In Kyiv, António Guterres reaffirms UN's 'full commitment' to Ukraine

Ukrainian President Volodymyr Zelenskyy shakes hands with United Nations Secretary-General Antonio Guterres in Kyiv, Ukraine, March 8, 2023.
Ukrainian President Volodymyr Zelenskyy shakes hands with United Nations Secretary-General Antonio Guterres in Kyiv, Ukraine, March 8, 2023. Copyright Thibault Camus/Copyright 2023 The AP. All rights reserved
By Euronews with AP
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The UN chief is in Ukraine's capital to discuss the Black Sea grain deal with President Volodymyr Zelenskyy.

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UN Secretary-General António Guterres reiterated the UN's full support to Ukraine in a press conference with the country's war-time president in Kyiv on Wednesday, his third trip to the country in less than a year.

"The position of the United Nations, which I have consistently expressed, is crystal clear: Russia's invasion of Ukraine is a violation of the UN charter and international law. The sovereignty, independence, unity and territorial integrity of Ukraine must be upheld within its internationally recognised borders" said Guterres.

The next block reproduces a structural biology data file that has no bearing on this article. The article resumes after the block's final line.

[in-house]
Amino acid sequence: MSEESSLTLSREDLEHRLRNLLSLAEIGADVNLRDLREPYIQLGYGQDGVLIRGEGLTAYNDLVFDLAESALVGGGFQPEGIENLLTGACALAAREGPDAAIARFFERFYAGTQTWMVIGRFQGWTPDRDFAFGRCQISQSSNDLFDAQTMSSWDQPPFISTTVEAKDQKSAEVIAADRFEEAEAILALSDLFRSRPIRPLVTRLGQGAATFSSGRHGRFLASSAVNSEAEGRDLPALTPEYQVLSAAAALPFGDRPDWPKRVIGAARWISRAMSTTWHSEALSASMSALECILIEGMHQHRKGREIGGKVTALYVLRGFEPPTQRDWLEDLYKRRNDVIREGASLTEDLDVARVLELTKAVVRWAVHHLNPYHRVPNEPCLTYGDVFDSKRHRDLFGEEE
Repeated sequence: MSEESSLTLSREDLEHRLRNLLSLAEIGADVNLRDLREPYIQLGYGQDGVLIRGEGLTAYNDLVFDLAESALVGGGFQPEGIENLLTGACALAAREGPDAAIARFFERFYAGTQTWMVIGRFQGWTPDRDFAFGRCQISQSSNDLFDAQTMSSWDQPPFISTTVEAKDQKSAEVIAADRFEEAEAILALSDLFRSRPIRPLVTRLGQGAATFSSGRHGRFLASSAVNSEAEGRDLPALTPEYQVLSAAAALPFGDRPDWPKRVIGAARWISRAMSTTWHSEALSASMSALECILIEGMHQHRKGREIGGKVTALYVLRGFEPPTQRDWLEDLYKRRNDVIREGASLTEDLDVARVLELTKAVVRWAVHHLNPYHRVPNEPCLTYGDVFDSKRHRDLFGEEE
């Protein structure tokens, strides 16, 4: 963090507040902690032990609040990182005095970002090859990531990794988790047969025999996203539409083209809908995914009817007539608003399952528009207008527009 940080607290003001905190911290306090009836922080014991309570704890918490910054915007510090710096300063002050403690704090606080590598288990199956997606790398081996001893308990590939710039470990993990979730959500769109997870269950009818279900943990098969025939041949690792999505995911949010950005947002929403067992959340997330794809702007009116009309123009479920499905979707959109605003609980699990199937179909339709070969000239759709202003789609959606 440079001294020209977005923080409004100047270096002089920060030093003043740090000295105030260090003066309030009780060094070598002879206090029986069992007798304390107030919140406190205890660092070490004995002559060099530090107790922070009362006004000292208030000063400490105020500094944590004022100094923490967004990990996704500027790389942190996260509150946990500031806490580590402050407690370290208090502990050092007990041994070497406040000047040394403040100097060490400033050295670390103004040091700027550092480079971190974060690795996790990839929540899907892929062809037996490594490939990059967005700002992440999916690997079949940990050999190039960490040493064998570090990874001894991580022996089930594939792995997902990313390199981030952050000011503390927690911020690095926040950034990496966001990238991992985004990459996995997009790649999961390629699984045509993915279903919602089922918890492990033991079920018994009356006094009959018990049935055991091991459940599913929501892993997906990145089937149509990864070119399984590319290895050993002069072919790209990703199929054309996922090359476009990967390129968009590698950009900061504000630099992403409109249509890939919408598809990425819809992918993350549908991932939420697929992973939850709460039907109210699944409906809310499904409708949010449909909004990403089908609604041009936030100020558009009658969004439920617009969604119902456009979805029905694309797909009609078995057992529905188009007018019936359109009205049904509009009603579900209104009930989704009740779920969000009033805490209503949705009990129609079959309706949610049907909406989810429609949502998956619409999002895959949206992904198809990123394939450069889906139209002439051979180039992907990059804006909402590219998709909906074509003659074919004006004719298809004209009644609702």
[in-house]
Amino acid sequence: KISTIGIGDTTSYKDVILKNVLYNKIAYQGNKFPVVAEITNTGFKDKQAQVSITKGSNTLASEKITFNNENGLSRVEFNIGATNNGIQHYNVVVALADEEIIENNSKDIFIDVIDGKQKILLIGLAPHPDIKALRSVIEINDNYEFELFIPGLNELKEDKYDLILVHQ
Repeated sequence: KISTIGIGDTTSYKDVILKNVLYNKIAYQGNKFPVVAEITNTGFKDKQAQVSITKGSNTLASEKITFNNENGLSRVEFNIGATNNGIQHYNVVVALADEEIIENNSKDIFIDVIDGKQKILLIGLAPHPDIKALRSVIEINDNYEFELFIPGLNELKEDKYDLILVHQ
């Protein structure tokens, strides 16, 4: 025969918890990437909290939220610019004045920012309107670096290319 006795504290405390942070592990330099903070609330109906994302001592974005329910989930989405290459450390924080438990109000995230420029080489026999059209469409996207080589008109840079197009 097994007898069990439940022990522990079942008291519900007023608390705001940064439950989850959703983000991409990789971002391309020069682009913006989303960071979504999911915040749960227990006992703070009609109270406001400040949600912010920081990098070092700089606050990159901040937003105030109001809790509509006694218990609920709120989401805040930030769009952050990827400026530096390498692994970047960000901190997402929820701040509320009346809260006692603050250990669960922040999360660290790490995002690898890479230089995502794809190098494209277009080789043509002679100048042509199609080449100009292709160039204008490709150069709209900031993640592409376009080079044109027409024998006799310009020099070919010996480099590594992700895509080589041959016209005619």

The UN chief is in Ukraine's capital to discuss the Black Sea grain deal which allows shipments to leave the country, permits Russia to export food and fertiliser and keeps food flowing to developing nations.

On July 22, 2022, Russia and Ukraine, thanks to mediated talks by Turkey and the United Nations, agreed on a deal to unblock supplies of grain stuck in Ukraine’s Black Sea ports, ending a standoff that threatened global food security.

This is my third visit to Ukraine in less than a year. My third visit to show our full commitment and to help seek solutions.
António Guterres
UN Secretary-General

President Zelenskyy thanked Guterres for his visit and said: "it is very important that we are talking in Kyiv about how to restore peace, international security, and the full force of the UN Charter – those norms that are equally important to all nations on earth."

However, in February, the amount of grain leaving Ukraine had reportedly dropped despite the brokered deal, with inspections of ships falling to half what they were four months prior, creating a backlog of vessels looking to exit the Black Sea.

Ukrainian and some US officials blamed Russia for slowing down inspections and aggregation of the food crisis in some African countries, the Middle East and parts of Asia.

Meanwhile, a London stock exchange group, Refinitiv, said Russian wheat shipments were at or near record highs in November, December and January, increasing 24% over the same three months a year earlier.

 It is estimated Russia would export 44 million tons of wheat in 2022-2023.

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